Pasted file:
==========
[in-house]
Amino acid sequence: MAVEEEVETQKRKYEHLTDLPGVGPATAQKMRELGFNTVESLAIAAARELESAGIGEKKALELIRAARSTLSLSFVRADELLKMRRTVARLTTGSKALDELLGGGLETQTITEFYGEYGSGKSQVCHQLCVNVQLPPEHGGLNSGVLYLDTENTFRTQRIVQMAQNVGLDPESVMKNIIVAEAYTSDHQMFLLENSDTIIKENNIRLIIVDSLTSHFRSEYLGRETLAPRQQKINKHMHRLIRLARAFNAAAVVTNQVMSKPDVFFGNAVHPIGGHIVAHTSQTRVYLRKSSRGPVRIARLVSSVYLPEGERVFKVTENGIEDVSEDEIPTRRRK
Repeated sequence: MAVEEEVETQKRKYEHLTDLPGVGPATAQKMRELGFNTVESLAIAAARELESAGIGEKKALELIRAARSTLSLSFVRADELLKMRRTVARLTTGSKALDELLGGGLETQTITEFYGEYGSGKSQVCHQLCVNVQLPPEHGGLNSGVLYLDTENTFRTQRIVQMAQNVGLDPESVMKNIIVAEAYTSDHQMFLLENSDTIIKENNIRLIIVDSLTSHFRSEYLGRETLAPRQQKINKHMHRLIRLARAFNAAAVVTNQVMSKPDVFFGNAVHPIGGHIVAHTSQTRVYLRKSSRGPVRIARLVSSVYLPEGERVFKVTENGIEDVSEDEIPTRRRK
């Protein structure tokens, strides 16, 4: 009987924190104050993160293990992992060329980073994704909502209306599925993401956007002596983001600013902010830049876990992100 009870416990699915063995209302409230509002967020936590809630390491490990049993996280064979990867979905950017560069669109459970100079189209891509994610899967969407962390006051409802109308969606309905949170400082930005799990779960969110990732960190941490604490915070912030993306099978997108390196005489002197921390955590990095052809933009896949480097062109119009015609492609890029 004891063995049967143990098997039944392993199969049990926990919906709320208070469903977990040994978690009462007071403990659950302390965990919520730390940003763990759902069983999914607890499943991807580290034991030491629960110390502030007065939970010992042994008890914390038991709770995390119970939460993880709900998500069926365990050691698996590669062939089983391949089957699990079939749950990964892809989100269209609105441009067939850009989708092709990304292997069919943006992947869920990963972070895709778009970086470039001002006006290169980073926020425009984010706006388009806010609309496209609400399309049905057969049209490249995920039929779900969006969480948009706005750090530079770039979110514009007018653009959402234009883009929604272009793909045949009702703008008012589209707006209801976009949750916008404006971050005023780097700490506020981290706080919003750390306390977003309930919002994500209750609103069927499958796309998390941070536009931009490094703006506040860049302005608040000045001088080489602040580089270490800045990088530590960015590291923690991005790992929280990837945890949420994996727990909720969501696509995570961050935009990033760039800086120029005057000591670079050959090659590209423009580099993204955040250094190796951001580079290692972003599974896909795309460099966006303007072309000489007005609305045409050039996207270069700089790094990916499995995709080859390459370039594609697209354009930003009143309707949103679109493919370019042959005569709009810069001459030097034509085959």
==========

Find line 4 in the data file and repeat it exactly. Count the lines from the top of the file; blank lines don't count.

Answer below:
């Protein structure tokens, strides 16, 4: 009987924190104050993160293990992992060329980073994704909502209306599925993401956007002596983001600013902010830049876990992100 009870416990699915063995209302409230509002967020936590809630390491490990049993996280064979990867979905950017560069669109459970100079189209891509994610899967969407962390006051409802109308969606309905949170400082930005799990779960969110990732960190941490604490915070912030993306099978997108390196005489002197921390955590990095052809933009896949480097062109119009015609492609890029 004891063995049967143990098997039944392993199969049990926990919906709320208070469903977990040994978690009462007071403990659950302390965990919520730390940003763990759902069983999914607890499943991807580290034991030491629960110390502030007065939970010992042994008890914390038991709770995390119970939460993880709900998500069926365990050691698996590669062939089983391949089957699990079939749950990964892809989100269209609105441009067939850009989708092709990304292997069919943006992947869920990963972070895709778009970086470039001002006006290169980073926020425009984010706006388009806010609309496209609400399309049905057969049209490249995920039929779900969006969480948009706005750090530079770039979110514009007018653009959402234009883009929604272009793909045949009702703008008012589209707006209801976009949750916008404006971050005023780097700490506020981290706080919003750390306390977003309930919002994500209750609103069927499958796309998390941070536009931009490094703006506040860049302005608040000045001088080489602040580089270490800045990088530590960015590291923690991005790992929280990837945890949420994996727990909720969501696509995570961050935009990033760039800086120029005057000591670079050959090659590209423009580099993204955040250094190796951001580079290692972003599974896909795309460099966006303007072309000489007005609305045409050039996207270069700089790094990916499995995709080859390459370039594609697209354009930003009143309707949103679109493919370019042959005569709009810069001459030097034509085959």